Covid-19 was also the subject of Tuesday’s statement from the National Economic Development and Labour Council (Nedlac) following its special executive committee meeting.

“Employers and trade unions agreed to work together to manage issues like short time, shift work, changing working hours and lunch breaks to reduce too many workers congregating in one place,” said a rather softly-softly Nedlac statement. “There was an acknowledgement that working from home and using online and technology platforms were important, where possible.” 

But it turns out a three-a-side working group of government, labour and business was established to urgently panel beat particularly economic support measures. It will meet again before the end of the week.

Cosatu parliamentary co-ordinator Matthew Parks told Daily Maverick some agreement had emerged that the private sector would make hospital beds available, while Nedlac made progress on dropping the private healthcare tag for coronavirus tests.

Cosatu has called for banks to suspend all bond and loan payments for a month – to be reviewed depending on the Covid-19 crisis – and also for the South African Reserve Bank to drop interest rates by 100 basis points on Thursday to help stimulate South Africa’s already flailing economy, post-Covid-19.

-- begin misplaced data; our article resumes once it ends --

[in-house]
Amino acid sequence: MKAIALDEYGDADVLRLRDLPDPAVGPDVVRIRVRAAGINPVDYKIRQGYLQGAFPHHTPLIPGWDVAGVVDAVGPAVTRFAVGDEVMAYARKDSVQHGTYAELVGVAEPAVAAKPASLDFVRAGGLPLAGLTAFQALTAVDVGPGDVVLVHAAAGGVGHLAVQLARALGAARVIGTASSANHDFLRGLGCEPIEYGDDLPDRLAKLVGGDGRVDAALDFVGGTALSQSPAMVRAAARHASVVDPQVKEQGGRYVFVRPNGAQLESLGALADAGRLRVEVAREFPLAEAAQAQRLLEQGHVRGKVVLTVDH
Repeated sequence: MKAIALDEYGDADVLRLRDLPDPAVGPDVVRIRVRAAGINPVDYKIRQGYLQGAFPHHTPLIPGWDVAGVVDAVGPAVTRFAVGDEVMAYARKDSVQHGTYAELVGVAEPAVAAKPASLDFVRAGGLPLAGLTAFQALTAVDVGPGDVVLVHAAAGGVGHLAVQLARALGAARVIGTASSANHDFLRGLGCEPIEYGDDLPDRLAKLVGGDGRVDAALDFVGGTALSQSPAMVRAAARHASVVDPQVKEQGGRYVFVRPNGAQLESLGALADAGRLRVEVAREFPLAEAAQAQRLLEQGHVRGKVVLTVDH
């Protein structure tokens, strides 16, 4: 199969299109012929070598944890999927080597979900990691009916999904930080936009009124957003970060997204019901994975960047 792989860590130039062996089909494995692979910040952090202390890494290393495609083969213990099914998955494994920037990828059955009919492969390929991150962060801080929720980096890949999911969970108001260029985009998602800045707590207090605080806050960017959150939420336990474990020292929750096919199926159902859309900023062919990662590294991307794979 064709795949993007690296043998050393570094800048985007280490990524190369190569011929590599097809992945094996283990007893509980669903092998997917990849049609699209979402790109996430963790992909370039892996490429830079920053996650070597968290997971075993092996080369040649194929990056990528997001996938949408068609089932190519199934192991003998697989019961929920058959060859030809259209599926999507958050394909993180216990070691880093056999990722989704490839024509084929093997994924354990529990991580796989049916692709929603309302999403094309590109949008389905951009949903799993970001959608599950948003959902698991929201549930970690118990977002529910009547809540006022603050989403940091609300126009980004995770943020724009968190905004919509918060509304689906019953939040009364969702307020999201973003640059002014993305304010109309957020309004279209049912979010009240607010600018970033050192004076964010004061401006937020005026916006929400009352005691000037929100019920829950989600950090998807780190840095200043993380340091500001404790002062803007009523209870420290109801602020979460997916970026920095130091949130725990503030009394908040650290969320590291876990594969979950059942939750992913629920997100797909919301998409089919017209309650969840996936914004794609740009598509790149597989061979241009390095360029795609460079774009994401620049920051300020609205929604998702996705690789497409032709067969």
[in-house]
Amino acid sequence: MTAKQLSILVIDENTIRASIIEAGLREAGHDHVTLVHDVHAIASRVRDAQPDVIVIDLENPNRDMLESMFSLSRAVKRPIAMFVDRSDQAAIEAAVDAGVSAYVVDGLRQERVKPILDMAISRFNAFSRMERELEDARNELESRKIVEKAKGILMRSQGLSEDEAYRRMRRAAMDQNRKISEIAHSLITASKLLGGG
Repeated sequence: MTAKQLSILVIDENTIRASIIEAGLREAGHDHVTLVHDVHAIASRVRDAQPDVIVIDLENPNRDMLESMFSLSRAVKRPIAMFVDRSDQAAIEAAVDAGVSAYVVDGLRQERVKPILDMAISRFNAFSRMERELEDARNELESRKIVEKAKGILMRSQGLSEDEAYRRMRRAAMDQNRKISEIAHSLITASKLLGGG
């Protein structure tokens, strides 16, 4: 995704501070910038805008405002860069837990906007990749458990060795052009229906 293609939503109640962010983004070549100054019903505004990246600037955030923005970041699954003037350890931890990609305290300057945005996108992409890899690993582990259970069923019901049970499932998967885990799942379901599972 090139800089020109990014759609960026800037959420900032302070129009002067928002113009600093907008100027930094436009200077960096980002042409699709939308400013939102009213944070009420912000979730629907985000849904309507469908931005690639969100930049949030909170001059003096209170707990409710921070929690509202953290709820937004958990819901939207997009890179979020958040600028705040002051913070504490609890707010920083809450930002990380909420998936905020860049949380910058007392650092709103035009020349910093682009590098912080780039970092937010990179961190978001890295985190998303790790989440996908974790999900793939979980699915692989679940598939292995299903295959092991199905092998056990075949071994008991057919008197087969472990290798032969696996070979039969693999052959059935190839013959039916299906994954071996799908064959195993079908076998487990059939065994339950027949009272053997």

Parks said the discussion on the UIF taking the lead in ensuring economic stimulus in these difficult times had been positive. 

“This is a special scenario and the UIF needs to be more aggressive and creative,” he said, adding this would be one area for the three-a-side to work on as changes to the unemployment benefit regimen may be done by ministerial regulations.

The UIF has a positive balance of more than R140-billon.

Under the current regimen, the UIF can be approached if an employer doesn’t pay Covid-19-related special leave, as small businesses are supported under the Temporary Employee Employer Relief Scheme by which UIF effectively takes over paying workers for up to six months.

But the time lag from application to payment, particularly for individuals, can be lengthy. With 60% of workers earning R3,500 a month or less, according to widely accepted statistics, that time lag could well mean the difference between putting food on the table or going hungry.

Government’s co-ordinated push since Sunday’s presidential address to the nation seemed to have started fraying at the edges somewhat.

Tuesday came and went without an update on Covid-19 cases. That absence was noted.

Also noted is the absence of the regulations for the State of National Disaster – three days after its declaration.

Ministers holding media briefings is great for optics – being seen to do things – but while it’s part of statecraft, it’s not governance. The proof of governance will come in delivery to people in South Africa during these times of Covid-19. DM